OnTheWarpath58
12-21-2010, 03:45 PM
you should be buying and selling on Amazon

I've tried to buy on Amazon the past two semesters, but hey haven't had the books I needed, or weren't any cheaper, surprisingly.

I have a box of books I'd like to ship them via their book buy-back, but I've read that they are a bit shady when it comes to determining condition, etc.

If anyone has used the trade-in/but-back service through Amazon, I'd love to hear your feedback.

Fritz88
12-21-2010, 03:56 PM
I've tried to buy on Amazon the past two semesters, but hey haven't had the books I needed, or weren't any cheaper, surprisingly.

I have a box of books I'd like to ship them via their book buy-back, but I've read that they are a bit shady when it comes to determining condition, etc.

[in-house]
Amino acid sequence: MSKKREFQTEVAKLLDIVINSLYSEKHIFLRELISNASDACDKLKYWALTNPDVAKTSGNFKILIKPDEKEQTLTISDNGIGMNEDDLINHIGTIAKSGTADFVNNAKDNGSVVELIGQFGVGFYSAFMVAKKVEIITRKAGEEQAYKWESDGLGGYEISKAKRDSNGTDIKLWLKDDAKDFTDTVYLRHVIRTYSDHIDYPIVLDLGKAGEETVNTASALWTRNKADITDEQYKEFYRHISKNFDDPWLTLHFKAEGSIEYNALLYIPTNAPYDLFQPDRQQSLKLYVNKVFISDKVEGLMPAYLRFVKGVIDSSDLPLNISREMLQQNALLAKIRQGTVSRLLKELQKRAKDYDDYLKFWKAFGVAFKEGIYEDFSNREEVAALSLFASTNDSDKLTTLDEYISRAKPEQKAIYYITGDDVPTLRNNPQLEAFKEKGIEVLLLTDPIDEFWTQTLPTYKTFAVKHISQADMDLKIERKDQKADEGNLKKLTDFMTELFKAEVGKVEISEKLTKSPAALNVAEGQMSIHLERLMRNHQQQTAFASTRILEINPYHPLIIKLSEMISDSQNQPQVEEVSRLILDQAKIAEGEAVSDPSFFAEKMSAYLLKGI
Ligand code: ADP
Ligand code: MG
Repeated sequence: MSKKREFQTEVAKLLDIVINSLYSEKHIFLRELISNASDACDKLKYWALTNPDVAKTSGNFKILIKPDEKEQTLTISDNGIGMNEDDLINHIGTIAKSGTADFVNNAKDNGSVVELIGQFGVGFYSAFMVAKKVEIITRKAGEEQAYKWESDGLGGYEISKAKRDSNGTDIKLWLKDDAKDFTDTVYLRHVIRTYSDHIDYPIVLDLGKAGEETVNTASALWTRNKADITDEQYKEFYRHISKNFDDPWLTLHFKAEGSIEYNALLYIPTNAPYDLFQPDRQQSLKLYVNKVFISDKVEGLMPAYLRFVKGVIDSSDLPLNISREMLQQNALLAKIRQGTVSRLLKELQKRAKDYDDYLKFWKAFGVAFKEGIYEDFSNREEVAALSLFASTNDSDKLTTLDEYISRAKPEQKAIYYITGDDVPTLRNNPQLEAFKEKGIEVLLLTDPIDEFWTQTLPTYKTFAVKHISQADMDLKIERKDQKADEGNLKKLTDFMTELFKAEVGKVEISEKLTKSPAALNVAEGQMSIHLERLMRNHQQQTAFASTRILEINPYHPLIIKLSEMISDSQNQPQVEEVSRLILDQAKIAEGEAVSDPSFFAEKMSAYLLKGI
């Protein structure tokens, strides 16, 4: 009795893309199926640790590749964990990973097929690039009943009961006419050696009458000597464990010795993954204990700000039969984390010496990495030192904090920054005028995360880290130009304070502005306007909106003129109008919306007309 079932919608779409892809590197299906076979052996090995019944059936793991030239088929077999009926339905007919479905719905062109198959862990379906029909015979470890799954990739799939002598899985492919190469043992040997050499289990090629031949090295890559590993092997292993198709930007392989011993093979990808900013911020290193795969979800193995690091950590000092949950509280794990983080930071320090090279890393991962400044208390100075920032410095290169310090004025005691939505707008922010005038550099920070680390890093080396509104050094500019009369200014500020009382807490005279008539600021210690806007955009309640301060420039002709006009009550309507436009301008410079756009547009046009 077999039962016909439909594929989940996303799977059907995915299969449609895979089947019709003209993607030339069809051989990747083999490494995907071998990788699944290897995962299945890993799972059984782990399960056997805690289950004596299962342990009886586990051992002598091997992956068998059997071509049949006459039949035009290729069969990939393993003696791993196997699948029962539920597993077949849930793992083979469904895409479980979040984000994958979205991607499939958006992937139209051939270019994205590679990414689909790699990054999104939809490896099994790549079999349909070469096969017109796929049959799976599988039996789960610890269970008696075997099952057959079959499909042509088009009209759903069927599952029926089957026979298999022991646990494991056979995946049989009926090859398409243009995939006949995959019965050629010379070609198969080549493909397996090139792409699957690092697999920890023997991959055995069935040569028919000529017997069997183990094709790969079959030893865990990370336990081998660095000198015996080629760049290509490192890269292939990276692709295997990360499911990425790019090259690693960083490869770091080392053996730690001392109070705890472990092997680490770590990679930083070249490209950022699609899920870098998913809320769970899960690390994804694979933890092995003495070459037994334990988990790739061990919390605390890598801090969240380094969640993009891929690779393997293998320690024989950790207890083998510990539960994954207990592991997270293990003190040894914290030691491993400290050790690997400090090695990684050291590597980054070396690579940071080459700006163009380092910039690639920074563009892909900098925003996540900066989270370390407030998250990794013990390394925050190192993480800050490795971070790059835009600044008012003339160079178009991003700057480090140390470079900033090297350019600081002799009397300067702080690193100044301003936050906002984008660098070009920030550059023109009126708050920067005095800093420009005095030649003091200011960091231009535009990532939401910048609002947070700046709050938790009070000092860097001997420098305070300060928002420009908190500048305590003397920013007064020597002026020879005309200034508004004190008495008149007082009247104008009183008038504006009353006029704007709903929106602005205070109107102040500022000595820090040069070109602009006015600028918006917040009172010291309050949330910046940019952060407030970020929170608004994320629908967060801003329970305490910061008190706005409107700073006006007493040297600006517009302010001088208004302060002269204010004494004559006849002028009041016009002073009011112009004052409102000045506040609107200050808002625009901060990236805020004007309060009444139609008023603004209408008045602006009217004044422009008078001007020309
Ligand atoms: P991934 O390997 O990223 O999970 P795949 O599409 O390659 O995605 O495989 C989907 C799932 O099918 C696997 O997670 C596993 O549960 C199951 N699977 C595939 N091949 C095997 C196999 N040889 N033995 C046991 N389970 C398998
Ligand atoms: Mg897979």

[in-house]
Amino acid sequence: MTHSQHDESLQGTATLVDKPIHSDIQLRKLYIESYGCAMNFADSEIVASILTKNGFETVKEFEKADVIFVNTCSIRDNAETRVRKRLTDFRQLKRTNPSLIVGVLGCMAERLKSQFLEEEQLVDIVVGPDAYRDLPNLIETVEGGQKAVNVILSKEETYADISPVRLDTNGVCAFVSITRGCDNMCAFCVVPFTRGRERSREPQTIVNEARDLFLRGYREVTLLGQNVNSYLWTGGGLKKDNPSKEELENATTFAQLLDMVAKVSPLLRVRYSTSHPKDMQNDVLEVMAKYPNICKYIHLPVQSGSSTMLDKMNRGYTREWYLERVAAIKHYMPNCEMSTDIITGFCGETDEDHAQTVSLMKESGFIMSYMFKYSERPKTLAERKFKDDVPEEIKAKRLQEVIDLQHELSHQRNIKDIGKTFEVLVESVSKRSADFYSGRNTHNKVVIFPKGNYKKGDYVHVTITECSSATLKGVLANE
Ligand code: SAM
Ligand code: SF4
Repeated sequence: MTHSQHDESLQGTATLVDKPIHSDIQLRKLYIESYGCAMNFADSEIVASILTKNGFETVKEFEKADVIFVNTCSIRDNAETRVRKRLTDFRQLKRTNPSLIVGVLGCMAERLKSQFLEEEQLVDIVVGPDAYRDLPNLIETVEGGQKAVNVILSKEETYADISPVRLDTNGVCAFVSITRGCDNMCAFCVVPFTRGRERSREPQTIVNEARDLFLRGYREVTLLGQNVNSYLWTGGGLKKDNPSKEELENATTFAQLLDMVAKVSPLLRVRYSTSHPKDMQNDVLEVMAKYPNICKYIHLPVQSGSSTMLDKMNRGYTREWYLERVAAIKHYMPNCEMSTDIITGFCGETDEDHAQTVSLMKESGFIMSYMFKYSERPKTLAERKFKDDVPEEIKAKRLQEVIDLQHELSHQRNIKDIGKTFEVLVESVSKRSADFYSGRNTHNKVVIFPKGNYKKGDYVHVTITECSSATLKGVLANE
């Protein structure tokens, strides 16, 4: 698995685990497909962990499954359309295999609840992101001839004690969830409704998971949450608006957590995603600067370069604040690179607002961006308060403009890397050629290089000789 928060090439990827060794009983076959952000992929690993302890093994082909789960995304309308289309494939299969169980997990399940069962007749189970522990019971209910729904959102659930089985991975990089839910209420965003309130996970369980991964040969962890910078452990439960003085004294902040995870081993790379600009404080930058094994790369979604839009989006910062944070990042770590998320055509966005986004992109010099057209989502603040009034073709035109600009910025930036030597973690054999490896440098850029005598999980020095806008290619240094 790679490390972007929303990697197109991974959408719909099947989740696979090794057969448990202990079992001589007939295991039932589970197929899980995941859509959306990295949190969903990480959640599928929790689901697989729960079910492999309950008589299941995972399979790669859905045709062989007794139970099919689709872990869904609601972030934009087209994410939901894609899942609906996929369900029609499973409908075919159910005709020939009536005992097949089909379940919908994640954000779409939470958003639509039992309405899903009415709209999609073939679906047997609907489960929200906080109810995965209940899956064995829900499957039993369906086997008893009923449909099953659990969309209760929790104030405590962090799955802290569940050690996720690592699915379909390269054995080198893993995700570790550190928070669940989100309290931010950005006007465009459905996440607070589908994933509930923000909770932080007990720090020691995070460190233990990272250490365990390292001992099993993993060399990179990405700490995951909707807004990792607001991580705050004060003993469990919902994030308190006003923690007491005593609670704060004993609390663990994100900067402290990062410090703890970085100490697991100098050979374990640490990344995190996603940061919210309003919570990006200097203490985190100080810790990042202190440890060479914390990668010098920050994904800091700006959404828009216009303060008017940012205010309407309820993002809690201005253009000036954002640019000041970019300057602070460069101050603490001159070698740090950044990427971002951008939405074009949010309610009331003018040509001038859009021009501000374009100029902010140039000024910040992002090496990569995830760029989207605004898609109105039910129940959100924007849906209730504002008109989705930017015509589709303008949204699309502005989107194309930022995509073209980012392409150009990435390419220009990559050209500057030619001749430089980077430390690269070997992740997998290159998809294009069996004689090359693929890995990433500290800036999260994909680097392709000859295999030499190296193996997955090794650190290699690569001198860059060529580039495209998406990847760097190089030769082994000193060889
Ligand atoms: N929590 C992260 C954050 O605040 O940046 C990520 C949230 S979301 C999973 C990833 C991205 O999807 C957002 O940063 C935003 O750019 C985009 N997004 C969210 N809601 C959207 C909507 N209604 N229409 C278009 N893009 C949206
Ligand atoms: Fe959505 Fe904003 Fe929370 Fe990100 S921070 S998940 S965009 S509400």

If anyone has used the trade-in/but-back service through Amazon, I'd love to hear your feedback.

I sold my books via Amazon for at least 70% the original pricen
Posted via Mobile Device

OnTheWarpath58
12-21-2010, 03:59 PM
I sold my books via Amazon for at least 70% the original pricen
Posted via Mobile Device

Did you use the trade-in system, or the marketplace?

KCUnited
12-21-2010, 04:31 PM
I have a 100% reimbursement from my employee so I buy brand new, newest addition and sell them for considerably less on Amazon simply because its a 100% profit for me.

Whoever is buying my books is getting a deal.

lazepoo
12-21-2010, 05:11 PM
As someone that works at a bookstore, I can't echo the sentiments above enough. You'll never get more than 25-30% of the original price at most resellers, and you won't use most of your books, especially as an undergrad. Beg, borrow, and steal to get the books, but don't buy them unless you're really out of options.

Chief Chief
12-21-2010, 05:19 PM
I am taking online classes at my Juco and man are books continuinally going up in price, or is it just me?